# Implicit differentiation with partial derivatives?!

I really don't have idea if I am correct, but I would like to check if what is making sense to me, is indeed correct.

If I have a surface in $R^3$ that corresponds to the equation below: $$z = 6 - x - x² - 2y²$$ When I'm asked to implicit differentiate that, for example, in terms of $\frac{\partial z}{\partial y}$, why should I treat $x$ as a constant?!?!

The reason for why I should do that, in my head, is because we just want to check what a tiny change in $z$ is going to change our $y$, so it's just like taking a derivative of a curve in a plane that intersects my surface, and that plane is described by a fixed $x$ value.

Because we're fixing $x$ to get that intersection, we treat it as a constant?! Am I right?

Since: $$\frac{\partial z}{\partial y} = -4y$$ Can assume that $-4y$ is going to be the slope of the tangent line for any point of that intersection?!

For example, the point $\alpha = (0,1,4)$ is on the plane $x = 0$, and satisfies the equation for the surface. Now, if want to get the tangent line on that point, I just need to get another point that is going to follow the slope of $-4$ because $-4y : y = 1 \Rightarrow -4$, and is on the plane. That point can be, for example $\gamma = (0,2,0)$. Now I can get a director vetor $\vec{t}$, and get a parametric equation for that tangent line: $$\vec{t} = \alpha - \gamma = (0,-1,4)$$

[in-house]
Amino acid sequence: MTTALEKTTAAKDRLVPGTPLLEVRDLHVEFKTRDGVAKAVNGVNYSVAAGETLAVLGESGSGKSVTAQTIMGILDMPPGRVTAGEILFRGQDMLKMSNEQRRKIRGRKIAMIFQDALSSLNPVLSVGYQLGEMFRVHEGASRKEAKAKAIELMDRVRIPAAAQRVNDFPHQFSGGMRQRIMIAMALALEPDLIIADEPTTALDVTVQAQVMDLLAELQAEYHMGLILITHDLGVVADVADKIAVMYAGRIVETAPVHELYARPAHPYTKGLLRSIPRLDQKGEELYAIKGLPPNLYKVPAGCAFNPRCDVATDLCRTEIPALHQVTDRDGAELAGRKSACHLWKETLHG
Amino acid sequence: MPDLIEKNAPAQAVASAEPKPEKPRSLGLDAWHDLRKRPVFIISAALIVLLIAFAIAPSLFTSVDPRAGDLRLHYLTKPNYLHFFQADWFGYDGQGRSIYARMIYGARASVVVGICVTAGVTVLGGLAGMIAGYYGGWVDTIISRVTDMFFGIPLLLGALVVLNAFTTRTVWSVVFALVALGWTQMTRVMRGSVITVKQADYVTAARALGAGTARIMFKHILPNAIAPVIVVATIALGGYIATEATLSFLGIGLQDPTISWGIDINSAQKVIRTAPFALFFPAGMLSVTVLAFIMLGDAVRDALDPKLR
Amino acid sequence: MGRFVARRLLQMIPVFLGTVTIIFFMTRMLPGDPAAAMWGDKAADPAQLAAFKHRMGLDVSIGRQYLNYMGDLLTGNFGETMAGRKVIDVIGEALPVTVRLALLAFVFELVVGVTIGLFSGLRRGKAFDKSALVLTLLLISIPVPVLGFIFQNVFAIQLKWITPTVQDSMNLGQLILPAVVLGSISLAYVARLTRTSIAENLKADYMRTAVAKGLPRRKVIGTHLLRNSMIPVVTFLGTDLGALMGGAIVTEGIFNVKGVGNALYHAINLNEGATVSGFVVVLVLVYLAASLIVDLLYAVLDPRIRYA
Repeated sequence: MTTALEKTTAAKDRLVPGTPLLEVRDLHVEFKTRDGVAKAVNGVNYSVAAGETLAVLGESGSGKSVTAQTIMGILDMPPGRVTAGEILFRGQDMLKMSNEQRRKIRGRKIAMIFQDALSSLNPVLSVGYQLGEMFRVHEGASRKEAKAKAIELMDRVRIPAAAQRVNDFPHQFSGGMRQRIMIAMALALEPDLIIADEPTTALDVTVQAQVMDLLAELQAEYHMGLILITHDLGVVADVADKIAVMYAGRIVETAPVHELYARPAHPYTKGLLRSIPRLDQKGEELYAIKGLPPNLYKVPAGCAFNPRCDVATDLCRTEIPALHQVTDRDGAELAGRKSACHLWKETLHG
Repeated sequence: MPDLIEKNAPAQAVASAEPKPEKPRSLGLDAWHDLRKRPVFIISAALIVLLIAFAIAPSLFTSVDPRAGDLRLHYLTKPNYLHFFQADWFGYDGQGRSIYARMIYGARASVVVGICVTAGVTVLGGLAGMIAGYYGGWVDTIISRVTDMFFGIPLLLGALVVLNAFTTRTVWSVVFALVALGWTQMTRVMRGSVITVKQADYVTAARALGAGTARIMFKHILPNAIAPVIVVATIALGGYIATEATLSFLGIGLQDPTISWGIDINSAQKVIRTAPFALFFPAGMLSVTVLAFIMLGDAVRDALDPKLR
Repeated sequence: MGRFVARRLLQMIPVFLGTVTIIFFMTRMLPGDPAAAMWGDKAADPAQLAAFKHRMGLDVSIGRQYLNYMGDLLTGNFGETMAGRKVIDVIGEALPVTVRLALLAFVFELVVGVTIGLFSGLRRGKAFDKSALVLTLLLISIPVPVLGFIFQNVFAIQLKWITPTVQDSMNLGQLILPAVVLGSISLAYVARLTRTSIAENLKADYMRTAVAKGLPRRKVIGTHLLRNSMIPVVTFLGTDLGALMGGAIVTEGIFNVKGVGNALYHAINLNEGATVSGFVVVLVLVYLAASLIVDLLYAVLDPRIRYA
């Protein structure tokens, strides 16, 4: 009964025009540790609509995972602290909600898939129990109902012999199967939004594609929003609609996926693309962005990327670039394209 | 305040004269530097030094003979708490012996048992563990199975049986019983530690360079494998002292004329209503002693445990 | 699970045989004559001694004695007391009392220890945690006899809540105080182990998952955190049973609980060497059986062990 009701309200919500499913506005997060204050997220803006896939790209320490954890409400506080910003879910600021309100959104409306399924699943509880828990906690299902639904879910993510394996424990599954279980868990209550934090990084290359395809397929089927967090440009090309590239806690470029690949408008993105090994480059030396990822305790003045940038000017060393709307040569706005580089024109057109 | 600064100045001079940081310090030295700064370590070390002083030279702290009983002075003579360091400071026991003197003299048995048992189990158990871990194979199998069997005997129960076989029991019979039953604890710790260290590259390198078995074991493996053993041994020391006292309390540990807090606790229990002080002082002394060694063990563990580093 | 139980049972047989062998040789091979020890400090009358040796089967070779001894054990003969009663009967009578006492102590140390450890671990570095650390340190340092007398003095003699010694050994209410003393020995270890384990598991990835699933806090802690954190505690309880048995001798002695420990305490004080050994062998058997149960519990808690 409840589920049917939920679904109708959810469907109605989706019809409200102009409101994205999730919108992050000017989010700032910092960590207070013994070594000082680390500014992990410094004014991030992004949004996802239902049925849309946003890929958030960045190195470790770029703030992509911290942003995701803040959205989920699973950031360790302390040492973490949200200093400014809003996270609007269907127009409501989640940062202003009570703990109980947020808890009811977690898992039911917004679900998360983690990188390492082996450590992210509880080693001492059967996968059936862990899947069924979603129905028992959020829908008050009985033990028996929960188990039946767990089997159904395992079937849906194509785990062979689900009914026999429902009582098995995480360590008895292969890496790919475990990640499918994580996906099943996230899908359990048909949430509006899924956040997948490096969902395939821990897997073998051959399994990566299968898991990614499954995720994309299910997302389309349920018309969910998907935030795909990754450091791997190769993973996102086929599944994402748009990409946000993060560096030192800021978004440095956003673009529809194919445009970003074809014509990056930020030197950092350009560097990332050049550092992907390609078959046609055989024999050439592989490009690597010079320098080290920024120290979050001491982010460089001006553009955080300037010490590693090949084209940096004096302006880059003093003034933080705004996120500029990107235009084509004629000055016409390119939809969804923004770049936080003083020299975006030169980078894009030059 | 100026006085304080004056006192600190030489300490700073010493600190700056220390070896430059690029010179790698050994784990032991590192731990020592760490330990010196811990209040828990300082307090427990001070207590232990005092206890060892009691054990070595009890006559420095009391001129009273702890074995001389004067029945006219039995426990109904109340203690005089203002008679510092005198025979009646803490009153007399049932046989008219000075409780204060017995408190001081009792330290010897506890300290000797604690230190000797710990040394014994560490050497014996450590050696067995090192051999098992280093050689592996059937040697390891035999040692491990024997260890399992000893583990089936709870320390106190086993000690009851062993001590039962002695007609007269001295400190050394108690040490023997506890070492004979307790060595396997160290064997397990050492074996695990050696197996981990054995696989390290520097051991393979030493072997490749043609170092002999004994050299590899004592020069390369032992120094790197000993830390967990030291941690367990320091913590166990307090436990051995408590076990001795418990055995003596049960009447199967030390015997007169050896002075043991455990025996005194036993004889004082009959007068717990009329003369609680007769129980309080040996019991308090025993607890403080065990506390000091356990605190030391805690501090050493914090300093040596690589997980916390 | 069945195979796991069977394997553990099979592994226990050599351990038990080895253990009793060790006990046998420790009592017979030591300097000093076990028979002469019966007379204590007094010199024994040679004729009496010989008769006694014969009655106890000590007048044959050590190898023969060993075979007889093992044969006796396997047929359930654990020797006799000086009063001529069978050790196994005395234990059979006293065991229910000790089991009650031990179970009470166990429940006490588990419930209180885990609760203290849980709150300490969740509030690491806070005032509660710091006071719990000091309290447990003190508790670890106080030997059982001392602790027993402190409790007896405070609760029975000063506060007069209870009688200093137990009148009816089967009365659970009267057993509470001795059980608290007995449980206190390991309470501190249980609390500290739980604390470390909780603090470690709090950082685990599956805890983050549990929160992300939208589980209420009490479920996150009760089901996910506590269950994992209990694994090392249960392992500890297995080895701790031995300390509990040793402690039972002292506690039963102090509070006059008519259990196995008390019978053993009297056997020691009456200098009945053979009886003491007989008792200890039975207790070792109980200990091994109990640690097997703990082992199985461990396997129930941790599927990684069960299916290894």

$$x = 0 + \beta \cdot 0\\ y = 1 + \beta \cdot -1\\ z = 4 + \beta \cdot 4\\$$

Is everything correct? If it isn't, please try to explain what have I done wrong. Thanks!

• What graphing software are you using? Sep 23, 2016 at 19:37
• I'm using geogebra! why? Sep 23, 2016 at 19:40
• just to see if there's something better than Geogebra I should know about :P Sep 23, 2016 at 19:41
• Geogebra is sick hahaha! Sep 23, 2016 at 19:42

$$\frac{\partial f}{\partial x}(a,b) = \lim_{h \to 0}\ \frac{f(a+h,b) - f(a,b)}{h}$$
Therefore if you wish to compute $z_x$ then $z = z(x,y)$ and so;
$$\frac{\partial z}{\partial x}(a,b) = \frac{d}{dx} z(x,b) \Bigr|_{x=a}$$
Hence; the partial derivative in the direction of $y$ at $(a,b)$ is the same as differentiating $z(x,b)$ i.e holding $y$ as a constant.